Blazor. In early November 2018, when it was still an experimental product, I was talking about Blazor at an event we had organized at our office. By the way, I had surprised many colleagues when I revealed at the end that my PowerPoint presentation had been prepared with Blazor. I followed the evolution of this experiment, which became officially a product in development, until it was launched in WebAssembly version in May 2020. This was followed by a talk at Blazor Day in June, which I presented on 3 other occasions in the same year, a few episodes of the Bracket Show on the subject, plus a full-time project since last June. Oh, and I keep nagging my colleagues about how wonderful Blazor is and why there are so many benefits in using it. So I wanted to share why I think this technology is a great revolution, but without getting too technical (I’ll leave that aspect to the Bracket Show).
Blazor. At the beginning of November 2018, when it was still an experimental product, I was talking about it at an event we had organized at our offices. Incidentally, one of the powerpoints for the event had been made with Blazor, I had surprised many when I unveiled the punch at the end.
Since then, I’ve been following the evolution of this experiment, which became a product officially in development, until it was officially launched in its WebAssembly version in May 2020.
This was followed by a talk at Blazor Day in June, which I presented on 3 other occasions in the same year, a few episodes of the Bracket Show on the subject, plus a full-time project since last June. Oh, and back then, I was just badgering my colleagues about how wonderful Blazor is and why there’s nothing but gains to be had from using it.
And the good news is, in November 2023, Microsoft will be releasing a new Blazor version, currently named “Blazor United” , which combines the benefits of “Razor pages”, “Blazor Server” and “Blazor WebAssembly” into a single framework. A way for Blazor components to become a single architecture for all your Web UI scenarios, meaning that you’ll be able to easily switch between different rendering modes and even mix them in the same page.
In this article, I’d like to share why I think this technology is such a revolution, but without getting too technical (I’ll leave that to what we do with the Bracket Show).
What is Blazor?
First of all, for those of you who don’t know Blazor at all.
Avoid mistakes with one programming language: C#
The first thing I find interesting is the fact that we’re working on a single programming language. I’ve got nothing against working with different languages on the same project, but I do think that working with a single language increases our productivity (when it’s a language we’re comfortable with, of course). With Blazor, a full-stack developer no longer needs to know multiple frameworks; if he knows C#, MVC, ASP.NET, he already has almost everything he needs to do Blazor. Of course, you have to keep up to date from a technological point of view, learn new languages, try new things. I wouldn’t be here talking about Blazor if I hadn’t done so. On the other hand, in the sense that a framework is a bit like a toolbox, if I have the choice between bringing along a single box containing tools I’ve mastered very well, versus two boxes, one of which contains things I’m less familiar with, my choice is going to be towards the one that gives me a better return.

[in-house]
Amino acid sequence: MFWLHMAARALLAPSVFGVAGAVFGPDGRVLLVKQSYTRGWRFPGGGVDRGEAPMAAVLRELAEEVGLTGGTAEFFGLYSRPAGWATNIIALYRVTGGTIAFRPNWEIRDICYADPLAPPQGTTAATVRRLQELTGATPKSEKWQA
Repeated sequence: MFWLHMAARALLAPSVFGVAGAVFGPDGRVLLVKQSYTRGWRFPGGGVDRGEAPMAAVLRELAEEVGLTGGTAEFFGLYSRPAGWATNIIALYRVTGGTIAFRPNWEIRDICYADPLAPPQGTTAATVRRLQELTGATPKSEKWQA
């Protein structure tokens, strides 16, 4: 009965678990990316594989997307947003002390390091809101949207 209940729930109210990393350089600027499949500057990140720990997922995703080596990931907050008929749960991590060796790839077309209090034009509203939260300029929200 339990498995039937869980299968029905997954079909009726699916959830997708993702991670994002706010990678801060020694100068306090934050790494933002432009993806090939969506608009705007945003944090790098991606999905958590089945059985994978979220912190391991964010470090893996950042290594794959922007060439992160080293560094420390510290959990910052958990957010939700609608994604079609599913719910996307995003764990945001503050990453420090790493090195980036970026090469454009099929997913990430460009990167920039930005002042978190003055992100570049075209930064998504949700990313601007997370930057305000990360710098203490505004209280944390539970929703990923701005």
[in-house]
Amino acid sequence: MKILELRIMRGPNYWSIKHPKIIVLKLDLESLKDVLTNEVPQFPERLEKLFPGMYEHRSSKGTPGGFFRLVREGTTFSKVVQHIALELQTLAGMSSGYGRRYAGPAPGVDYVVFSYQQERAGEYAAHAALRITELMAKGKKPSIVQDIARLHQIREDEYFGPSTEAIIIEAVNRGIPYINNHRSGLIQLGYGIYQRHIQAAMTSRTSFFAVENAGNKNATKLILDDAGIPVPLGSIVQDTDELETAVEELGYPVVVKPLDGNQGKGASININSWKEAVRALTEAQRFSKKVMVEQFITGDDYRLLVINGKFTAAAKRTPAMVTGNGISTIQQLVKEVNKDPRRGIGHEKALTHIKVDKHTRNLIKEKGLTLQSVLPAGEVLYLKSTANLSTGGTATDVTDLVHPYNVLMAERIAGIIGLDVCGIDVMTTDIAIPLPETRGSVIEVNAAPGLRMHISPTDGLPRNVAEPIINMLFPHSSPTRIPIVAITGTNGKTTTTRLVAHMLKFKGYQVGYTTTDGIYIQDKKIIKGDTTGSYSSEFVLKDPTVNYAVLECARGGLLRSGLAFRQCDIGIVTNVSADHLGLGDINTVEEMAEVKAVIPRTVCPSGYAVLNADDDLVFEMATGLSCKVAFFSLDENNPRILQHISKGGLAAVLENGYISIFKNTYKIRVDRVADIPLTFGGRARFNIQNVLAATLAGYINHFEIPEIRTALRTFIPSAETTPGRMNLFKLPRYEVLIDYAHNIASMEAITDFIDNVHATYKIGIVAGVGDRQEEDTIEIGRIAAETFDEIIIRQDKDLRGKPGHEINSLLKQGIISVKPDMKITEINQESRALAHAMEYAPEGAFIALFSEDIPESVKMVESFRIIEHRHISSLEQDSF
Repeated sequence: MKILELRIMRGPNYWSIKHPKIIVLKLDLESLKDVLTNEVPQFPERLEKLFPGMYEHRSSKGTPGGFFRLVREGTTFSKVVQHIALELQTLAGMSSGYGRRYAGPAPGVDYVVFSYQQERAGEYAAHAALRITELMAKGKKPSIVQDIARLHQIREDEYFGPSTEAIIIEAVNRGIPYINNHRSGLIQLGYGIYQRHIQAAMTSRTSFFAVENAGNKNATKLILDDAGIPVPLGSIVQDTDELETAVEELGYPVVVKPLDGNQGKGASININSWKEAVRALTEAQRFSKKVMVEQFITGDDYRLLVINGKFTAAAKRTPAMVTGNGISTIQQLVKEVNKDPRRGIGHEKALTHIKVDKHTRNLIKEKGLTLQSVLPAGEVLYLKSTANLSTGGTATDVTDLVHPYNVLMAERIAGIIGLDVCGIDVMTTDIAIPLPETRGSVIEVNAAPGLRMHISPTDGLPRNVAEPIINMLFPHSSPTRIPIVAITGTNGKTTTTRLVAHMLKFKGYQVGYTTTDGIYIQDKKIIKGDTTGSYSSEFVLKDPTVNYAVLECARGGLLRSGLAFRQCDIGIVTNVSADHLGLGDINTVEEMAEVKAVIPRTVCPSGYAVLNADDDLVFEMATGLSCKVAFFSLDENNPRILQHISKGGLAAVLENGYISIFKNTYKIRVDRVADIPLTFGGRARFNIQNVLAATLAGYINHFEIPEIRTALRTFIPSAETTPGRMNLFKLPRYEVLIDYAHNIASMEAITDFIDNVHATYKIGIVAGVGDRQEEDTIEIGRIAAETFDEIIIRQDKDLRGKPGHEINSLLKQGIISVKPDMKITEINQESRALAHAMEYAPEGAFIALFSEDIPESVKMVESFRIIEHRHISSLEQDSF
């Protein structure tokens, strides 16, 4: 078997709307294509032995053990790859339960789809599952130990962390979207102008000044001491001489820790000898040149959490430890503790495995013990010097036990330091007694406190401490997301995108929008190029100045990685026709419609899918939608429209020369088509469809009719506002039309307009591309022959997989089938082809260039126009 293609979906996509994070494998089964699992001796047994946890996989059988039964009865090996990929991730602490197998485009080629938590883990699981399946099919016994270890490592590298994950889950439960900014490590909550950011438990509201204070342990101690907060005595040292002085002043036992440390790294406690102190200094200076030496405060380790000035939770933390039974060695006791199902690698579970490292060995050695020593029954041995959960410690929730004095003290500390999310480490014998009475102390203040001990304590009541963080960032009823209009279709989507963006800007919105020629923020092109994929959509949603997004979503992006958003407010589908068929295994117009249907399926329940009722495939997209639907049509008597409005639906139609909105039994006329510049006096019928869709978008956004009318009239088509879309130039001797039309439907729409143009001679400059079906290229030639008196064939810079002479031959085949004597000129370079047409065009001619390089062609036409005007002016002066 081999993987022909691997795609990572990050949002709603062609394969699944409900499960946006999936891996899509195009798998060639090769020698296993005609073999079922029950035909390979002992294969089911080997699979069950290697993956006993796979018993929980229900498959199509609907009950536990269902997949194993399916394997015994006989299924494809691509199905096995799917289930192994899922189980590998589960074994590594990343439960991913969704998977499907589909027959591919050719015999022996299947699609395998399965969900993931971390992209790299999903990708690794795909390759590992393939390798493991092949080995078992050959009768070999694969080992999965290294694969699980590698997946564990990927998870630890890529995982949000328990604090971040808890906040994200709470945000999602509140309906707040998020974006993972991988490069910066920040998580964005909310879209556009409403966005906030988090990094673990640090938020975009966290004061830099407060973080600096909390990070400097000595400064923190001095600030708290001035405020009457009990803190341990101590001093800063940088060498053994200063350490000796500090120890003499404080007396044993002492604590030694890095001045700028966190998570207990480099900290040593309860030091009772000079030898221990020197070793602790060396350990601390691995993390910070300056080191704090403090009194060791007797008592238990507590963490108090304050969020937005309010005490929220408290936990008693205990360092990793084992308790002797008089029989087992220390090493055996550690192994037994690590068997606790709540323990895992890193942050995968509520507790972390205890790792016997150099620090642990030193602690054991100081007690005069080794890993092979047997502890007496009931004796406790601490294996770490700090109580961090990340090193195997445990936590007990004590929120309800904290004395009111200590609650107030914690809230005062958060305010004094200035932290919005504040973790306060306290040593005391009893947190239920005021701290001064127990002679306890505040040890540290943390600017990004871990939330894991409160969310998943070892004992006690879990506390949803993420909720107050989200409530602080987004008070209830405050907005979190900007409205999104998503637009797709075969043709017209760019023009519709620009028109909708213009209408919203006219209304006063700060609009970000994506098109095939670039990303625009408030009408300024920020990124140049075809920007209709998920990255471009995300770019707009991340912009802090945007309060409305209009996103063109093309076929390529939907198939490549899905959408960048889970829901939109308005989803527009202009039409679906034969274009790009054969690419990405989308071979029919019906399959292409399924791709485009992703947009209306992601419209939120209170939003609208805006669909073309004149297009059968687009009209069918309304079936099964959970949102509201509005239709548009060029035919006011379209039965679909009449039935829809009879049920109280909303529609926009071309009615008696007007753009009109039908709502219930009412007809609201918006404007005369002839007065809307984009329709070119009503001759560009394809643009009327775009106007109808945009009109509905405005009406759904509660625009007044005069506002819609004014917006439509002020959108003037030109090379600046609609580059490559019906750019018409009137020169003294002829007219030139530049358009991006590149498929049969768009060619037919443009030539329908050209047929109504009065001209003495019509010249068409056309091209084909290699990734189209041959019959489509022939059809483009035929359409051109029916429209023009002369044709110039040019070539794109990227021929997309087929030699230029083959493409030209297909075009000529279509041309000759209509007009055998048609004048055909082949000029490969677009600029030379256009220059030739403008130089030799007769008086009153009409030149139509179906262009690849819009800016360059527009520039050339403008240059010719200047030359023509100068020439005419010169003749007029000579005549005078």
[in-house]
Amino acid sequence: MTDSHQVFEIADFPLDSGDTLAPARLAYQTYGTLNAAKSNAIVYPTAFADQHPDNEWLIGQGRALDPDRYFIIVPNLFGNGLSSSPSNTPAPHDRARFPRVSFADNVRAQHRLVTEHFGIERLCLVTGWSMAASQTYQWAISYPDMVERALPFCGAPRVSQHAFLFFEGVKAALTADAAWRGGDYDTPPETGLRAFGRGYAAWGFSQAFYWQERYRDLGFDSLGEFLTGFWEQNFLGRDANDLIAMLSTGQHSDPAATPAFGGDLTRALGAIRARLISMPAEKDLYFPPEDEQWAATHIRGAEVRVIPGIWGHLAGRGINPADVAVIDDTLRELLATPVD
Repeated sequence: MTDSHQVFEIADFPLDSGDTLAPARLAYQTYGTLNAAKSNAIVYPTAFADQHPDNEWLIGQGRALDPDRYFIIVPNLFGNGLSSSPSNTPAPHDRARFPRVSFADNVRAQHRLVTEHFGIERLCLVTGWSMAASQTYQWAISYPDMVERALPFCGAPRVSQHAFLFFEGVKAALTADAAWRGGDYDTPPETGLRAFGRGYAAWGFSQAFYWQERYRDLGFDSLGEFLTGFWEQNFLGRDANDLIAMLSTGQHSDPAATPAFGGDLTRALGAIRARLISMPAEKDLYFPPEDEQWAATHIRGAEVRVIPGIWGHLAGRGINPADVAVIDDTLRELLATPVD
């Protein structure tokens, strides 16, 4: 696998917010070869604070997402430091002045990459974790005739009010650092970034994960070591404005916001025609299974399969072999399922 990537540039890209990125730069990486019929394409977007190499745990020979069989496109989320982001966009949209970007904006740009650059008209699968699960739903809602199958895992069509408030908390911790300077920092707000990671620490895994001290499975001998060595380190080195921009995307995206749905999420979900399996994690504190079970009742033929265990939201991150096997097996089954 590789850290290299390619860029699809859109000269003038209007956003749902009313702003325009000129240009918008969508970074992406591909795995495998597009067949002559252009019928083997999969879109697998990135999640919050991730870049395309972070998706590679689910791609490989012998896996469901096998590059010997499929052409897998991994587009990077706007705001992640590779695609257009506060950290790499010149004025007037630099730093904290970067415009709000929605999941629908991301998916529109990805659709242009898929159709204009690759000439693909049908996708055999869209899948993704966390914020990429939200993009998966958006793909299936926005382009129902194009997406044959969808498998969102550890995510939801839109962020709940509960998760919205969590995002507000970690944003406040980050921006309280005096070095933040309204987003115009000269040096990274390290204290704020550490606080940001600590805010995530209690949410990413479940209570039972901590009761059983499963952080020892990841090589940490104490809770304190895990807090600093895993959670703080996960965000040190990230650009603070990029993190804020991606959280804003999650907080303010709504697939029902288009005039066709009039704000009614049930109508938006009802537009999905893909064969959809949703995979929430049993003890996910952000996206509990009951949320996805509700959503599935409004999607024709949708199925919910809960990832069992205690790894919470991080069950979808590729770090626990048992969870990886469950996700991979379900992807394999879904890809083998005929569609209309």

Avoid code duplication…again
Finally, another important point in favor of Blazor is code duplication, or rather the elimination of it. Throughout my career, which started in Windows applications with VB6, I was hammered with the idea that you should avoid duplicating code. “You should extract a function to avoid duplicating code”, “You could use polymorphism to avoid repeating code that is common to your objects”, and so on. Until the day I came across a project with the server side in C# and the client side in Angular with TypeScript. Then I started to hear sentences like this:
“For your model that your API exposes, you’re going to have to make an identical object on the client side. And don’t forget to update it when you modify it”.
“The validation must be done on the server side. On the other hand, we should also redo the same kind of thing on the client side so that the user can’t enter just anything.
So we ended up duplicating code, an action that we’ve been banning for years! It didn’t make sense in my head, and of course this kind of thing adds a risk of forgetting a change, which we’ll do again only when we try our application. With Blazor, this concern simply disappears. Blazor allows you to share libraries between the client and server side, so you can easily centralize your communication objects between client and server as well as things like validation. No need to repeat, we increase our productivity, standardize behaviors, reduce our risk of errors and especially avoid having to maintain the “same code” twice.
Blazor will change web development
I hope that this point of view on Blazor will have interested you, maybe it will even have given you the desire to try it. One thing is certain, Blazor is not just passing through, it is here to stay. Many efforts are currently underway to make it the language of choice for web, mobile and desktop applications, so if you develop using C#, the chances of you doing Blazor in the next few years are very high.
If you want to know more, don’t hesitate to read our other articles on Blazor or to discover our videos on our Youtube channel Bracket Show.
To follow the launch of the new version of Blazor in November 2023, click here.